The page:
Featured image of post An interesting use of ryakuji 㐧 on the road in Tokyo

An interesting use of ryakuji 㐧 on the road in Tokyo

I was driving south on Kaigan-doori (海岸通り) in Minato-ku, Tokyo earlier today and was about to make a right turn onto Dai-ichi Keihin (第一京浜, a.k.a. National Route 15, connecting Tokyo and Yokohama) when I noticed the road markings directing cars to Dai-ichi Keihin had Dai-ichi Keihin written as 㐧一京浜 instead of 第一京浜. Of course, I couldn’t stop to take a photo, but I went on Google Maps later and found the markings using Street View:

Ryakuji (略字) are simplifications of kanji in the Japanese language, typically used in handwriting. 㐧 is used as a ryakuji for 第. Due to the advent of computers and typing, coming across ryakuji is not common in daily life, so it was a pleasnt surprise to see 㐧 today. What’s even more surprising is that this was not handwritten and was used in a rather formal context where 第 was certainly an option. The motivation to use ryakuji in handwriting is likely to save time and may have something to do with personal preference, so the decision to use ryakuji in a more formal context for something that’s meant to be read by many people is somewhat unexpected.

So what was the motivation behind using 㐧 here? Maybe it was for potentially improving readability; the strokes in 㐧 are certainly less dense. On the other hand, using this ryakuji when people are more used to seeing the full form of the character may also make it harder to read the road marking quickly. Ryakuji are not part of jōyō kanji list, and as people have less and less exposure to handwritten Japanese, it’s possible that the amount of people who can recognize this character is decreasing. It’s also a character that most foreigners studying Japanese would not learn. Some unfamiliar with Japanese or with ryakuji may even mistake 㐧 for 才 (sai) or オ (Katakana o), neither of which are related to 第.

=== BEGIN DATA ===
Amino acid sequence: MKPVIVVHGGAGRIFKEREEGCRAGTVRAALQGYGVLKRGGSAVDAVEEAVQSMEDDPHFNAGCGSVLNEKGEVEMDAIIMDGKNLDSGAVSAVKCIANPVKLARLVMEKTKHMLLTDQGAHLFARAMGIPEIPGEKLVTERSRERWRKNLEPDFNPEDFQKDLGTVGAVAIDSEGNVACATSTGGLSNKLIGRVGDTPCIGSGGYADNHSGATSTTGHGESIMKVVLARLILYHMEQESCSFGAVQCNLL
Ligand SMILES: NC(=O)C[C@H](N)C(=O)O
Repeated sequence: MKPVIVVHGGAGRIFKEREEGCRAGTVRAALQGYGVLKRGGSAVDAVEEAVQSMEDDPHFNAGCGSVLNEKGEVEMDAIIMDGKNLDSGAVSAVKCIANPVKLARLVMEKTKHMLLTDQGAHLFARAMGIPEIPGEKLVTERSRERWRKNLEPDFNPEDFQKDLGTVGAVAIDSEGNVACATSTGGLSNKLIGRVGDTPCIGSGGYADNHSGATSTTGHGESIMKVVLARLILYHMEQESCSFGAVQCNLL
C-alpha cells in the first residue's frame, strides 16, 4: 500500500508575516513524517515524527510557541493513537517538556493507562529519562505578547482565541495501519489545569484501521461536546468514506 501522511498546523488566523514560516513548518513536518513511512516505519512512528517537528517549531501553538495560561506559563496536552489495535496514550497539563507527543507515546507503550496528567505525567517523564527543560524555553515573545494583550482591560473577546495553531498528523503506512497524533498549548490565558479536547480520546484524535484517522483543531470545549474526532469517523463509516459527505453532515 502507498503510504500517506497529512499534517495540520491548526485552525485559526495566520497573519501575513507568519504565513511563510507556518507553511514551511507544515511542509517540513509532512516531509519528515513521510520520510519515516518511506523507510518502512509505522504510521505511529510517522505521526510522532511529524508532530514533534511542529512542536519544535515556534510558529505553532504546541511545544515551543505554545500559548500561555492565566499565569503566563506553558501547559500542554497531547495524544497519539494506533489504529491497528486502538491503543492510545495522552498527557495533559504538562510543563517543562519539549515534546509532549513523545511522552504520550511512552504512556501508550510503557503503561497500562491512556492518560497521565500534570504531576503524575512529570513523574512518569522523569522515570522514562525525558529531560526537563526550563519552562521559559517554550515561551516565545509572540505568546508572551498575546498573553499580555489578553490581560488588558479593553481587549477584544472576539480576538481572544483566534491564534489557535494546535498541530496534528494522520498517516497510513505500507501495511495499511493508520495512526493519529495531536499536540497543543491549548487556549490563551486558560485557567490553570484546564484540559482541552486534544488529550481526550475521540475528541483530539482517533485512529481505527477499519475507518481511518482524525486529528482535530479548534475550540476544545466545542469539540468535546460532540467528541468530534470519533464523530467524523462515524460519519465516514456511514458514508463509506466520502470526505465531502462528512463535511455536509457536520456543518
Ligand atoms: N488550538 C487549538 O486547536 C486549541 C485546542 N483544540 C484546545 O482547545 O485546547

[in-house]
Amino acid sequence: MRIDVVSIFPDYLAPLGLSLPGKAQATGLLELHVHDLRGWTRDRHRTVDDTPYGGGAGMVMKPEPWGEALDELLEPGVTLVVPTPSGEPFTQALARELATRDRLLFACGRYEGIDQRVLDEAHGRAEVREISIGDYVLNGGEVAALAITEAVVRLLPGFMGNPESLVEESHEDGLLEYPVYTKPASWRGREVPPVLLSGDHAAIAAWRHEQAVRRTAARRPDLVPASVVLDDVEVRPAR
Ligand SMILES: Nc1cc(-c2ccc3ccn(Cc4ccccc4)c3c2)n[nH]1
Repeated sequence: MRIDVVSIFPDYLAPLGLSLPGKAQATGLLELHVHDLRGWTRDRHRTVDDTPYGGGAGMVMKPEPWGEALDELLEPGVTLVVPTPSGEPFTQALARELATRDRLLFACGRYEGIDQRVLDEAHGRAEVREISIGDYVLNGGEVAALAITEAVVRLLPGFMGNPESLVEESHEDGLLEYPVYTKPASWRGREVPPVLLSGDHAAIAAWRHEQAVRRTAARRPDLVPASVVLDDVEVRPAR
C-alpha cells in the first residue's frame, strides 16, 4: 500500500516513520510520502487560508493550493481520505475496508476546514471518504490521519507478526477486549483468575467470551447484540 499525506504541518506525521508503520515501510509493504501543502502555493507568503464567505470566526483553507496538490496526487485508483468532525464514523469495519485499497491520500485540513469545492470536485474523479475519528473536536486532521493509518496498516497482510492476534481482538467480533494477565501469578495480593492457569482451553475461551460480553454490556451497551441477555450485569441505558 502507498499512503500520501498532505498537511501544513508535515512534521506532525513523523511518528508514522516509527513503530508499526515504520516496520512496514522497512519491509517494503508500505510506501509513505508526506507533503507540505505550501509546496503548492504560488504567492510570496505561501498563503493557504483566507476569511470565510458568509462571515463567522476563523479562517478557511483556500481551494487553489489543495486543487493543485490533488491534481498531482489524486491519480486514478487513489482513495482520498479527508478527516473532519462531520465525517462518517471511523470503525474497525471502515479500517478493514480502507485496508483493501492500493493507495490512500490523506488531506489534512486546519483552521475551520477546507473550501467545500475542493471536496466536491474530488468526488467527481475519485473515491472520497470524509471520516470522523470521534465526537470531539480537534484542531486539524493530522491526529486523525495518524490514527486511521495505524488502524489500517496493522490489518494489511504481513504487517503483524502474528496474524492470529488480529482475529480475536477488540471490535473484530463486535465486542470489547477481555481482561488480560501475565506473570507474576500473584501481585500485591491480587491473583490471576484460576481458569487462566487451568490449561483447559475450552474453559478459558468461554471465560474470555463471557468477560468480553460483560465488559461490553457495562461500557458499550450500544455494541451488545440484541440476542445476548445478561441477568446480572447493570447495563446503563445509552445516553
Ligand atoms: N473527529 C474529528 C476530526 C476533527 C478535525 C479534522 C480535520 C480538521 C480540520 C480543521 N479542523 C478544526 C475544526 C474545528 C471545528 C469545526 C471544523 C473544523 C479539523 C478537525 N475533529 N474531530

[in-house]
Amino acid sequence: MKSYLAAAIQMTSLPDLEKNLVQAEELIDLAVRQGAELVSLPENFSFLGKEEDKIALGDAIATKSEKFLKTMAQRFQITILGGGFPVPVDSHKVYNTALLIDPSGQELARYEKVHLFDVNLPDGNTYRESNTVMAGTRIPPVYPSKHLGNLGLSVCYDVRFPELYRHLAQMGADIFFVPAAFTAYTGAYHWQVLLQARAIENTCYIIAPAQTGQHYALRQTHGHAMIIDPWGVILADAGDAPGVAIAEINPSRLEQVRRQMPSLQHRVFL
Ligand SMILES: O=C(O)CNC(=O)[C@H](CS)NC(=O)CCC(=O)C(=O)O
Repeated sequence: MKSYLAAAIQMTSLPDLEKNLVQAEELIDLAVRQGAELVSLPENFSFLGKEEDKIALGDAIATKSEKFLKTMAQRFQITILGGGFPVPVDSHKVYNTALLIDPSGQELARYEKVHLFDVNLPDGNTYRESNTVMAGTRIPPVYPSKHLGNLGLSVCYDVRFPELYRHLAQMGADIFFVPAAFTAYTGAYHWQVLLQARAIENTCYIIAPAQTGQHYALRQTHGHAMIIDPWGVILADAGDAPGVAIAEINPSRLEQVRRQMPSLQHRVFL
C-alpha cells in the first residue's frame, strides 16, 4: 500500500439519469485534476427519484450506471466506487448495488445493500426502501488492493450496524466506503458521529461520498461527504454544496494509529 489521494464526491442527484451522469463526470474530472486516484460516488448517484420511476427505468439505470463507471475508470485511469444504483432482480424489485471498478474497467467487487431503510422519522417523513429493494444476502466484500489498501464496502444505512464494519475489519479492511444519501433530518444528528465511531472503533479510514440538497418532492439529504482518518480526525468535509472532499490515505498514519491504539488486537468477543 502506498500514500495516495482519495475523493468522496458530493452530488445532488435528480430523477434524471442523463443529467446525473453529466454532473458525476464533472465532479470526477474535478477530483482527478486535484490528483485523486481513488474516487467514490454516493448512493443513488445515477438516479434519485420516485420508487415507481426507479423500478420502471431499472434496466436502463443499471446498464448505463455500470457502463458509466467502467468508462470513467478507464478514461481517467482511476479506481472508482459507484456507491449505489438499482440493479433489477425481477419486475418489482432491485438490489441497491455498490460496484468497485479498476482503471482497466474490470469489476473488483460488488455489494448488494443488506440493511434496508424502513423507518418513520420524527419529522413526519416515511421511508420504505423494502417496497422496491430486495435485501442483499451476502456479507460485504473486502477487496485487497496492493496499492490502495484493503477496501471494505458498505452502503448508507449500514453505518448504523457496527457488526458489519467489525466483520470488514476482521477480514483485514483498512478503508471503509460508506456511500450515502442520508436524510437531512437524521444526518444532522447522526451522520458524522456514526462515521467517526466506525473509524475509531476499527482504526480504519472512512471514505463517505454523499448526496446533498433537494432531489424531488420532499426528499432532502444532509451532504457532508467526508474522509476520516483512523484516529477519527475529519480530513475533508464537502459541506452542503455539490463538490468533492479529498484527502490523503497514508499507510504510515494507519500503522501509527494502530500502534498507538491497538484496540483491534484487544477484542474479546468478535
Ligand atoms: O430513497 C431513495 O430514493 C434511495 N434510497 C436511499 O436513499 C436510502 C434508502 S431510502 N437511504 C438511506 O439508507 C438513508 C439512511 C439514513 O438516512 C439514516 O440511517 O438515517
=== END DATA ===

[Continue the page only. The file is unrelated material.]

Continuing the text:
I think I’ve seen 㐧 used in a similarly formal setting (printed on some road sign) once before, but it’s certainly rare. A quick search on Twitter brings up several more examples:

Now how do OCR (optical character recognition) systems deal with this character? I did a quick test with two images from these Tweets using Google Lens

For one of these photos, Google Lens mistakes for 㐧 for 才 (sai), as I expected:

However, Google Lens recognizes the character as 第 in another photo:

It’s interesting that Google Lens transcribes this as 第 instead of 㐧. Perhaps it has been trained to recognize 㐧 as 第 and does not actually map the visual shape of 㐧 to the separate Unicode character 㐧.

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